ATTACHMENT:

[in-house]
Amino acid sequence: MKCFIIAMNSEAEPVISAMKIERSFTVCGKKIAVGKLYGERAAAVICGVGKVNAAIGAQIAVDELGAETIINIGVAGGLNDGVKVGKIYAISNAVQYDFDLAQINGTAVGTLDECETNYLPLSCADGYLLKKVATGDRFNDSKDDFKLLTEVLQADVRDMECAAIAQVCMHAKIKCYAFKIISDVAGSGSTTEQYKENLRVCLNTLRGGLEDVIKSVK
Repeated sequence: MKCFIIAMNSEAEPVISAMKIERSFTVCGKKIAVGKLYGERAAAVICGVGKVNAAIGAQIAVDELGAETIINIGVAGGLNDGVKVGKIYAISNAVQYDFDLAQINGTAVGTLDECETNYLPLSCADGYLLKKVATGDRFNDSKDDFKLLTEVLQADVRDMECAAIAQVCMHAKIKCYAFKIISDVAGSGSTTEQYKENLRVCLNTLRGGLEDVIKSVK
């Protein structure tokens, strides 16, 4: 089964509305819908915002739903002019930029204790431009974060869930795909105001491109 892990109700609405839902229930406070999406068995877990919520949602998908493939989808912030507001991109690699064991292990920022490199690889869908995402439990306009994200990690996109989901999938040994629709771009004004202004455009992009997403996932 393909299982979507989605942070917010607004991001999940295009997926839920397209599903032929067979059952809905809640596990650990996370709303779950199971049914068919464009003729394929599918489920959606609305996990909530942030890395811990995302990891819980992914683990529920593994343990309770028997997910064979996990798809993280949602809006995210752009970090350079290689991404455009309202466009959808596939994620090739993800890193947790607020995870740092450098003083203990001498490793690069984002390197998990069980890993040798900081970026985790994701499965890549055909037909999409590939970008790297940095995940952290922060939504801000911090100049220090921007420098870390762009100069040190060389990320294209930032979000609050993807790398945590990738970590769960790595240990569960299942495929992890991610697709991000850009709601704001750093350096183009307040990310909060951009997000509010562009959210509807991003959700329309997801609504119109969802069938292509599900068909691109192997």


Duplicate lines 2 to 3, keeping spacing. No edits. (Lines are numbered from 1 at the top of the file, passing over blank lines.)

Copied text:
Amino acid sequence: MKCFIIAMNSEAEPVISAMKIERSFTVCGKKIAVGKLYGERAAAVICGVGKVNAAIGAQIAVDELGAETIINIGVAGGLNDGVKVGKIYAISNAVQYDFDLAQINGTAVGTLDECETNYLPLSCADGYLLKKVATGDRFNDSKDDFKLLTEVLQADVRDMECAAIAQVCMHAKIKCYAFKIISDVAGSGSTTEQYKENLRVCLNTLRGGLEDVIKSVK
Repeated sequence: MKCFIIAMNSEAEPVISAMKIERSFTVCGKKIAVGKLYGERAAAVICGVGKVNAAIGAQIAVDELGAETIINIGVAGGLNDGVKVGKIYAISNAVQYDFDLAQINGTAVGTLDECETNYLPLSCADGYLLKKVATGDRFNDSKDDFKLLTEVLQADVRDMECAAIAQVCMHAKIKCYAFKIISDVAGSGSTTEQYKENLRVCLNTLRGGLEDVIKSVK